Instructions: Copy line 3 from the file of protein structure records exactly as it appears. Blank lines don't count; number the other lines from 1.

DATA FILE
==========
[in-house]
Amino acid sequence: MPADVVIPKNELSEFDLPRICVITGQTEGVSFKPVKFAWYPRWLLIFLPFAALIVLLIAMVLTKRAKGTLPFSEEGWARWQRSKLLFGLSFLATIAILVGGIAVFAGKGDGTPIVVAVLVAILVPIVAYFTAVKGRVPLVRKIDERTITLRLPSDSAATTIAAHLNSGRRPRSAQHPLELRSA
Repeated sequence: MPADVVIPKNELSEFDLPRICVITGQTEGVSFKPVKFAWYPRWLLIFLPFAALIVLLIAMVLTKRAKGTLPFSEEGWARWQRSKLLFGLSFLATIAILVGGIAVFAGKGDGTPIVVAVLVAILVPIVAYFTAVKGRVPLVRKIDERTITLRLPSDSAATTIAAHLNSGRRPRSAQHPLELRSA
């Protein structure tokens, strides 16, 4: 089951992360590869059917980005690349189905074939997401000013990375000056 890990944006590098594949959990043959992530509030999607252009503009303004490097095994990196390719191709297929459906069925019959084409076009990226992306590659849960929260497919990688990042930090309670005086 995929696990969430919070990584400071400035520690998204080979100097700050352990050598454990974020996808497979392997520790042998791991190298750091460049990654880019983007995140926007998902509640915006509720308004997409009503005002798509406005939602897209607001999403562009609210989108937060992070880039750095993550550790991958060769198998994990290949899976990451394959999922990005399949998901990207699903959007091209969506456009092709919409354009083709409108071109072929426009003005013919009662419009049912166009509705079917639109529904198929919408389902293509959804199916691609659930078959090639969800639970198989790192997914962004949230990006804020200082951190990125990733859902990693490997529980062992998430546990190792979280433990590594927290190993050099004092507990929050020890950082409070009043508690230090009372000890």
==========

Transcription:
Repeated sequence: MPADVVIPKNELSEFDLPRICVITGQTEGVSFKPVKFAWYPRWLLIFLPFAALIVLLIAMVLTKRAKGTLPFSEEGWARWQRSKLLFGLSFLATIAILVGGIAVFAGKGDGTPIVVAVLVAILVPIVAYFTAVKGRVPLVRKIDERTITLRLPSDSAATTIAAHLNSGRRPRSAQHPLELRSA